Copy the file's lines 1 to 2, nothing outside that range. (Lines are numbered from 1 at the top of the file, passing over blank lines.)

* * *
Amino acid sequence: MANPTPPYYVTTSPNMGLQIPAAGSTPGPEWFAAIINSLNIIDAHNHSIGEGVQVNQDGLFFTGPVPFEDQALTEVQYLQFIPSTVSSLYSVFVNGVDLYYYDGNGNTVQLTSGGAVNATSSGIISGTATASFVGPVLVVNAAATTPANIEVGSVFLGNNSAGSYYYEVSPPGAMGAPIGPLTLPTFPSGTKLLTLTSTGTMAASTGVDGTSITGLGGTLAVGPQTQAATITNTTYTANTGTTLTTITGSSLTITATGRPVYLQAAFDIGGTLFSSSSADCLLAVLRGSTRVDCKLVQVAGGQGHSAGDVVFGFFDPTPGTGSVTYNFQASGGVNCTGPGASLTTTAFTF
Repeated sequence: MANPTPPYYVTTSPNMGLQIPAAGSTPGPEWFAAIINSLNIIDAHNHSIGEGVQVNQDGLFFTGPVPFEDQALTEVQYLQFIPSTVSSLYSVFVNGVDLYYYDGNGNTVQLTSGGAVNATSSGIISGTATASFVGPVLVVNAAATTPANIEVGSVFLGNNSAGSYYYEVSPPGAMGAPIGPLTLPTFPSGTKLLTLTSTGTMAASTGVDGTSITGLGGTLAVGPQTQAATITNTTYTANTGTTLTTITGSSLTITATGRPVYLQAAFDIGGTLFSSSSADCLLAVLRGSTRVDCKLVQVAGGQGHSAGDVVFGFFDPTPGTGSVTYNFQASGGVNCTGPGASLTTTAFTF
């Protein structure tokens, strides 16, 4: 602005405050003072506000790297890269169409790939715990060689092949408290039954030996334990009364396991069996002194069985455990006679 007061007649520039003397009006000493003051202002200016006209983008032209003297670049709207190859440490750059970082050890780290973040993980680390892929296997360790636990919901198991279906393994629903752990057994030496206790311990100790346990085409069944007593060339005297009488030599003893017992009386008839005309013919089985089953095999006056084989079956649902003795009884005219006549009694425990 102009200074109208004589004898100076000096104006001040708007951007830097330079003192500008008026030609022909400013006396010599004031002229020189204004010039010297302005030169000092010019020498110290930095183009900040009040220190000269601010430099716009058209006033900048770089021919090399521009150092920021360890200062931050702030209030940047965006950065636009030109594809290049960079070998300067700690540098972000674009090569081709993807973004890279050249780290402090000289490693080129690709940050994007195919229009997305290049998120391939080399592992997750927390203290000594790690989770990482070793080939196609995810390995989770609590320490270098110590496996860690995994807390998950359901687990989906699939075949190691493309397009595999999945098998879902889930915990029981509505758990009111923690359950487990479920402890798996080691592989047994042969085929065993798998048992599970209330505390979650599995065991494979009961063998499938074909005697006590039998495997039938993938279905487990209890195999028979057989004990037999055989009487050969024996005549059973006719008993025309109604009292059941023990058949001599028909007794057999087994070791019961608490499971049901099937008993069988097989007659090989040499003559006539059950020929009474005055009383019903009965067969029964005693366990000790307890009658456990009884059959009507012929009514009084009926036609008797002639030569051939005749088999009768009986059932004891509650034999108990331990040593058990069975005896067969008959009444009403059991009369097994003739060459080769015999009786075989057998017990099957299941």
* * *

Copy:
Amino acid sequence: MANPTPPYYVTTSPNMGLQIPAAGSTPGPEWFAAIINSLNIIDAHNHSIGEGVQVNQDGLFFTGPVPFEDQALTEVQYLQFIPSTVSSLYSVFVNGVDLYYYDGNGNTVQLTSGGAVNATSSGIISGTATASFVGPVLVVNAAATTPANIEVGSVFLGNNSAGSYYYEVSPPGAMGAPIGPLTLPTFPSGTKLLTLTSTGTMAASTGVDGTSITGLGGTLAVGPQTQAATITNTTYTANTGTTLTTITGSSLTITATGRPVYLQAAFDIGGTLFSSSSADCLLAVLRGSTRVDCKLVQVAGGQGHSAGDVVFGFFDPTPGTGSVTYNFQASGGVNCTGPGASLTTTAFTF
Repeated sequence: MANPTPPYYVTTSPNMGLQIPAAGSTPGPEWFAAIINSLNIIDAHNHSIGEGVQVNQDGLFFTGPVPFEDQALTEVQYLQFIPSTVSSLYSVFVNGVDLYYYDGNGNTVQLTSGGAVNATSSGIISGTATASFVGPVLVVNAAATTPANIEVGSVFLGNNSAGSYYYEVSPPGAMGAPIGPLTLPTFPSGTKLLTLTSTGTMAASTGVDGTSITGLGGTLAVGPQTQAATITNTTYTANTGTTLTTITGSSLTITATGRPVYLQAAFDIGGTLFSSSSADCLLAVLRGSTRVDCKLVQVAGGQGHSAGDVVFGFFDPTPGTGSVTYNFQASGGVNCTGPGASLTTTAFTF